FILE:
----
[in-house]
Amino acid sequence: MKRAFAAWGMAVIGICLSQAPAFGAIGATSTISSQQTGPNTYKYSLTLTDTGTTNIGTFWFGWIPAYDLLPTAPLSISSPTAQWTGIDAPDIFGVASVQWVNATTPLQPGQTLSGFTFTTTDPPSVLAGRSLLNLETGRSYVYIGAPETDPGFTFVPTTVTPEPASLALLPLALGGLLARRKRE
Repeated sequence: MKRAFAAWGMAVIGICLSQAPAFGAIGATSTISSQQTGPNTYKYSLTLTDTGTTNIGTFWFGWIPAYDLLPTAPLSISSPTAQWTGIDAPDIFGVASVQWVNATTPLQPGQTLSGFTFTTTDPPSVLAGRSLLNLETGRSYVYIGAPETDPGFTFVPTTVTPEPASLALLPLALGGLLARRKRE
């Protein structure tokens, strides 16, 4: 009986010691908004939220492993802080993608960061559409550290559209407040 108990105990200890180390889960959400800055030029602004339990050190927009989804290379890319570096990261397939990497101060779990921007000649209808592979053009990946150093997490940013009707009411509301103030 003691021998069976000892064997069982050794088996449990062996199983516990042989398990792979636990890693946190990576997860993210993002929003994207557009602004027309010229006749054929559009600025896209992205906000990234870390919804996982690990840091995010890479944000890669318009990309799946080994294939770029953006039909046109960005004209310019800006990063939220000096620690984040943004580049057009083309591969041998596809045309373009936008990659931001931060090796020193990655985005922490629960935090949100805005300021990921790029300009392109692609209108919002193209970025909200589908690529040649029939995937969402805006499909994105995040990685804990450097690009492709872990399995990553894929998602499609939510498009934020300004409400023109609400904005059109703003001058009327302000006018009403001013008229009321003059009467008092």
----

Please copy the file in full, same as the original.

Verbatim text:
[in-house]
Amino acid sequence: MKRAFAAWGMAVIGICLSQAPAFGAIGATSTISSQQTGPNTYKYSLTLTDTGTTNIGTFWFGWIPAYDLLPTAPLSISSPTAQWTGIDAPDIFGVASVQWVNATTPLQPGQTLSGFTFTTTDPPSVLAGRSLLNLETGRSYVYIGAPETDPGFTFVPTTVTPEPASLALLPLALGGLLARRKRE
Repeated sequence: MKRAFAAWGMAVIGICLSQAPAFGAIGATSTISSQQTGPNTYKYSLTLTDTGTTNIGTFWFGWIPAYDLLPTAPLSISSPTAQWTGIDAPDIFGVASVQWVNATTPLQPGQTLSGFTFTTTDPPSVLAGRSLLNLETGRSYVYIGAPETDPGFTFVPTTVTPEPASLALLPLALGGLLARRKRE
């Protein structure tokens, strides 16, 4: 009986010691908004939220492993802080993608960061559409550290559209407040 108990105990200890180390889960959400800055030029602004339990050190927009989804290379890319570096990261397939990497101060779990921007000649209808592979053009990946150093997490940013009707009411509301103030 003691021998069976000892064997069982050794088996449990062996199983516990042989398990792979636990890693946190990576997860993210993002929003994207557009602004027309010229006749054929559009600025896209992205906000990234870390919804996982690990840091995010890479944000890669318009990309799946080994294939770029953006039909046109960005004209310019800006990063939220000096620690984040943004580049057009083309591969041998596809045309373009936008990659931001931060090796020193990655985005922490629960935090949100805005300021990921790029300009392109692609209108919002193209970025909200589908690529040649029939995937969402805006499909994105995040990685804990450097690009492709872990399995990553894929998602499609939510498009934020300004409400023109609400904005059109703003001058009327302000006018009403001013008229009321003059009467008092």